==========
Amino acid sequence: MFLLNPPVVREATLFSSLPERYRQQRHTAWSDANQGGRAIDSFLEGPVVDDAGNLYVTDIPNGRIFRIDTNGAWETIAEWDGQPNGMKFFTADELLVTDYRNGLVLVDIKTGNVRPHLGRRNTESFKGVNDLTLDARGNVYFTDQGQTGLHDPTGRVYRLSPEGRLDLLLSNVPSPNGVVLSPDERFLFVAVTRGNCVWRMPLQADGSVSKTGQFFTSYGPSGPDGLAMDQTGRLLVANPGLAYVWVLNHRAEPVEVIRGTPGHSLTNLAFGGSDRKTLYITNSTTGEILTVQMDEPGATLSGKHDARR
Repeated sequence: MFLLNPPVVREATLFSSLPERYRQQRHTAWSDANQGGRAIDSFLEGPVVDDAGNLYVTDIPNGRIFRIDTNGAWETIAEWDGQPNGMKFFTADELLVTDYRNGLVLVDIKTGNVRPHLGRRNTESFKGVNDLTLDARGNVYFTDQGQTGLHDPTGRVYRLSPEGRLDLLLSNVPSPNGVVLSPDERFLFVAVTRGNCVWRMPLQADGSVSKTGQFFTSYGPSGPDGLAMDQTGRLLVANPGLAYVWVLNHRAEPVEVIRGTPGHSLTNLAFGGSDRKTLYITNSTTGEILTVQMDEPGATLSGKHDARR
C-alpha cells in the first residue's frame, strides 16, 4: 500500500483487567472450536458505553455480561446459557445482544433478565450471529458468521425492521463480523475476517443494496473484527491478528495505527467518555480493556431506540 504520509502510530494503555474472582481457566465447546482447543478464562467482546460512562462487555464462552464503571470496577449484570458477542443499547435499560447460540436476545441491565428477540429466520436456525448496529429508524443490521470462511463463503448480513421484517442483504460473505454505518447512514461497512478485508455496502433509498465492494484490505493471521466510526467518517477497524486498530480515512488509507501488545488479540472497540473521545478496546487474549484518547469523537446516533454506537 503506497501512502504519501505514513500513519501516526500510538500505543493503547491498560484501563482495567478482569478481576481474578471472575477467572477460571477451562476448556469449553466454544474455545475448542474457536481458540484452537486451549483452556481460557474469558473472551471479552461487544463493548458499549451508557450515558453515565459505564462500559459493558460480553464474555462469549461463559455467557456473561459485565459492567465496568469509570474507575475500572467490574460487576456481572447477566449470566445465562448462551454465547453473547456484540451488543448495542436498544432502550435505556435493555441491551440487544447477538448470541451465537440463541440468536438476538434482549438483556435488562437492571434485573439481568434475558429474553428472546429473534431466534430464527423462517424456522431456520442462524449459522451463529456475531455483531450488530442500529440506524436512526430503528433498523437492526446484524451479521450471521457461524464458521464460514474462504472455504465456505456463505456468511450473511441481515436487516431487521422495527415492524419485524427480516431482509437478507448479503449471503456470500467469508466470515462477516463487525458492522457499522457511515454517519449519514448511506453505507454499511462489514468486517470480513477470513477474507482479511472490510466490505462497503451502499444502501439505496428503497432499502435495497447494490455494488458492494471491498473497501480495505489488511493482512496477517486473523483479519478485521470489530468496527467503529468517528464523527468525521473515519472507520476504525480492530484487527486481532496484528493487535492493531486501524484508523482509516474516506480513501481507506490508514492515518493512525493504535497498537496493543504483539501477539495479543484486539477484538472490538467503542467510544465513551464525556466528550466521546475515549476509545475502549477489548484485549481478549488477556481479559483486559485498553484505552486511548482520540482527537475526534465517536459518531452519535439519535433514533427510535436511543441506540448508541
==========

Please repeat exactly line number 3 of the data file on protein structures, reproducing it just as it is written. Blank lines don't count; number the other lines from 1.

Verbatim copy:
C-alpha cells in the first residue's frame, strides 16, 4: 500500500483487567472450536458505553455480561446459557445482544433478565450471529458468521425492521463480523475476517443494496473484527491478528495505527467518555480493556431506540 504520509502510530494503555474472582481457566465447546482447543478464562467482546460512562462487555464462552464503571470496577449484570458477542443499547435499560447460540436476545441491565428477540429466520436456525448496529429508524443490521470462511463463503448480513421484517442483504460473505454505518447512514461497512478485508455496502433509498465492494484490505493471521466510526467518517477497524486498530480515512488509507501488545488479540472497540473521545478496546487474549484518547469523537446516533454506537 503506497501512502504519501505514513500513519501516526500510538500505543493503547491498560484501563482495567478482569478481576481474578471472575477467572477460571477451562476448556469449553466454544474455545475448542474457536481458540484452537486451549483452556481460557474469558473472551471479552461487544463493548458499549451508557450515558453515565459505564462500559459493558460480553464474555462469549461463559455467557456473561459485565459492567465496568469509570474507575475500572467490574460487576456481572447477566449470566445465562448462551454465547453473547456484540451488543448495542436498544432502550435505556435493555441491551440487544447477538448470541451465537440463541440468536438476538434482549438483556435488562437492571434485573439481568434475558429474553428472546429473534431466534430464527423462517424456522431456520442462524449459522451463529456475531455483531450488530442500529440506524436512526430503528433498523437492526446484524451479521450471521457461524464458521464460514474462504472455504465456505456463505456468511450473511441481515436487516431487521422495527415492524419485524427480516431482509437478507448479503449471503456470500467469508466470515462477516463487525458492522457499522457511515454517519449519514448511506453505507454499511462489514468486517470480513477470513477474507482479511472490510466490505462497503451502499444502501439505496428503497432499502435495497447494490455494488458492494471491498473497501480495505489488511493482512496477517486473523483479519478485521470489530468496527467503529468517528464523527468525521473515519472507520476504525480492530484487527486481532496484528493487535492493531486501524484508523482509516474516506480513501481507506490508514492515518493512525493504535497498537496493543504483539501477539495479543484486539477484538472490538467503542467510544465513551464525556466528550466521546475515549476509545475502549477489548484485549481478549488477556481479559483486559485498553484505552486511548482520540482527537475526534465517536459518531452519535439519535433514533427510535436511543441506540448508541